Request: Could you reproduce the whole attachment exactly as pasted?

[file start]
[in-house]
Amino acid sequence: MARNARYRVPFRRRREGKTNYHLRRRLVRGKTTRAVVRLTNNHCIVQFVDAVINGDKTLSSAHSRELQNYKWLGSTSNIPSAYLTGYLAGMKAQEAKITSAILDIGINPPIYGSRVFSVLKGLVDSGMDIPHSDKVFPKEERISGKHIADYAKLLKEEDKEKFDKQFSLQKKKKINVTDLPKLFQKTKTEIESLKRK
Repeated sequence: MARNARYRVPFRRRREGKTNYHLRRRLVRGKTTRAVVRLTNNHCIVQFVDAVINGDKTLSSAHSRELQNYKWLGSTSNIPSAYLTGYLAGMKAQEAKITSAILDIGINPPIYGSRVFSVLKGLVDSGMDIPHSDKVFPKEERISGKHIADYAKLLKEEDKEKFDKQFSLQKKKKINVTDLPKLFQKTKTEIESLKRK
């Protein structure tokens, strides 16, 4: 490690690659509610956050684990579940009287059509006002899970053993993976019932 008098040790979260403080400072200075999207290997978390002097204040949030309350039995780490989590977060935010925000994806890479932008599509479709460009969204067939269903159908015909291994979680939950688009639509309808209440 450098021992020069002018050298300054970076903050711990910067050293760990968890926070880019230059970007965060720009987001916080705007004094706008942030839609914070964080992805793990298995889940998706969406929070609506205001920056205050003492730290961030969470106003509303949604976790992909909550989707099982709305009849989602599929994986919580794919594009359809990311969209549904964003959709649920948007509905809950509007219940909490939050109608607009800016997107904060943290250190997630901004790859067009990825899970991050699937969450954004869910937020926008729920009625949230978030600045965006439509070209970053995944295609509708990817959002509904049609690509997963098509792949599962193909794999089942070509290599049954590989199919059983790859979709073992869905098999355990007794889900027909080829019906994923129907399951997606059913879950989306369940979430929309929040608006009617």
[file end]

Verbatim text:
[in-house]
Amino acid sequence: MARNARYRVPFRRRREGKTNYHLRRRLVRGKTTRAVVRLTNNHCIVQFVDAVINGDKTLSSAHSRELQNYKWLGSTSNIPSAYLTGYLAGMKAQEAKITSAILDIGINPPIYGSRVFSVLKGLVDSGMDIPHSDKVFPKEERISGKHIADYAKLLKEEDKEKFDKQFSLQKKKKINVTDLPKLFQKTKTEIESLKRK
Repeated sequence: MARNARYRVPFRRRREGKTNYHLRRRLVRGKTTRAVVRLTNNHCIVQFVDAVINGDKTLSSAHSRELQNYKWLGSTSNIPSAYLTGYLAGMKAQEAKITSAILDIGINPPIYGSRVFSVLKGLVDSGMDIPHSDKVFPKEERISGKHIADYAKLLKEEDKEKFDKQFSLQKKKKINVTDLPKLFQKTKTEIESLKRK
């Protein structure tokens, strides 16, 4: 490690690659509610956050684990579940009287059509006002899970053993993976019932 008098040790979260403080400072200075999207290997978390002097204040949030309350039995780490989590977060935010925000994806890479932008599509479709460009969204067939269903159908015909291994979680939950688009639509309808209440 450098021992020069002018050298300054970076903050711990910067050293760990968890926070880019230059970007965060720009987001916080705007004094706008942030839609914070964080992805793990298995889940998706969406929070609506205001920056205050003492730290961030969470106003509303949604976790992909909550989707099982709305009849989602599929994986919580794919594009359809990311969209549904964003959709649920948007509905809950509007219940909490939050109608607009800016997107904060943290250190997630901004790859067009990825899970991050699937969450954004869910937020926008729920009625949230978030600045965006439509070209970053995944295609509708990817959002509904049609690509997963098509792949599962193909794999089942070509290599049954590989199919059983790859979709073992869905098999355990007794889900027909080829019906994923129907399951997606059913879950989306369940979430929309929040608006009617």